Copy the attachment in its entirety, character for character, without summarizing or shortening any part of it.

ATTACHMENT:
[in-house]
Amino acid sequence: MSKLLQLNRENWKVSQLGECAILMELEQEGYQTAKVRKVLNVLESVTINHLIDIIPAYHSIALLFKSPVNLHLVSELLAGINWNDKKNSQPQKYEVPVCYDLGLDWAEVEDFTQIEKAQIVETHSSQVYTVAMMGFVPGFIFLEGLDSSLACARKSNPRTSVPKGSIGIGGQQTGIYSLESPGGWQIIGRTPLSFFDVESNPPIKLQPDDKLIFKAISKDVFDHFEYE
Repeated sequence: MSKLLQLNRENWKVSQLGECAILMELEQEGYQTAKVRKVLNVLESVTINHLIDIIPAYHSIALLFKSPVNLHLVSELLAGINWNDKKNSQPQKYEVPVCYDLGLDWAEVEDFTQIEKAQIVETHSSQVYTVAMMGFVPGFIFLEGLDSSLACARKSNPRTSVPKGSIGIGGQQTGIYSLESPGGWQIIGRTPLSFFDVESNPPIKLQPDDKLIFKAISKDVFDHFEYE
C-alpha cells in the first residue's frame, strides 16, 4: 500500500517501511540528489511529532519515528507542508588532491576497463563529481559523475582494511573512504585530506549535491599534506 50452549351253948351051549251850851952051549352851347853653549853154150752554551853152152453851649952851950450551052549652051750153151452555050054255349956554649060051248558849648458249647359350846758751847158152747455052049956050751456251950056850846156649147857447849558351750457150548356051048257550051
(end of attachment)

[in-house]
Amino acid sequence: MSKLLQLNRENWKVSQLGECAILMELEQEGYQTAKVRKVLNVLESVTINHLIDIIPAYHSIALLFKSPVNLHLVSELLAGINWNDKKNSQPQKYEVPVCYDLGLDWAEVEDFTQIEKAQIVETHSSQVYTVAMMGFVPGFIFLEGLDSSLACARKSNPRTSVPKGSIGIGGQQTGIYSLESPGGWQIIGRTPLSFFDVESNPPIKLQPDDKLIFKAISKDVFDHFEYE
Repeated sequence: MSKLLQLNRENWKVSQLGECAILMELEQEGYQTAKVRKVLNVLESVTINHLIDIIPAYHSIALLFKSPVNLHLVSELLAGINWNDKKNSQPQKYEVPVCYDLGLDWAEVEDFTQIEKAQIVETHSSQVYTVAMMGFVPGFIFLEGLDSSLACARKSNPRTSVPKGSIGIGGQQTGIYSLESPGGWQIIGRTPLSFFDVESNPPIKLQPDDKLIFKAISKDVFDHFEYE
C-alpha cells in the first residue's frame, strides 16, 4: 500500500517501511540528489511529532519515528507542508588532491576497463563529481559523475582494511573512504585530506549535491599534506 50452549351253948351051549251850851952051549352851347853653549853154150752554551853152152453851649952851950450551052549652051750153151452555050054255349956554649060051248558849648458249647359350846758751847158152747455052049956050751456251950056850846156649147857447849558351750457150548356051048257550051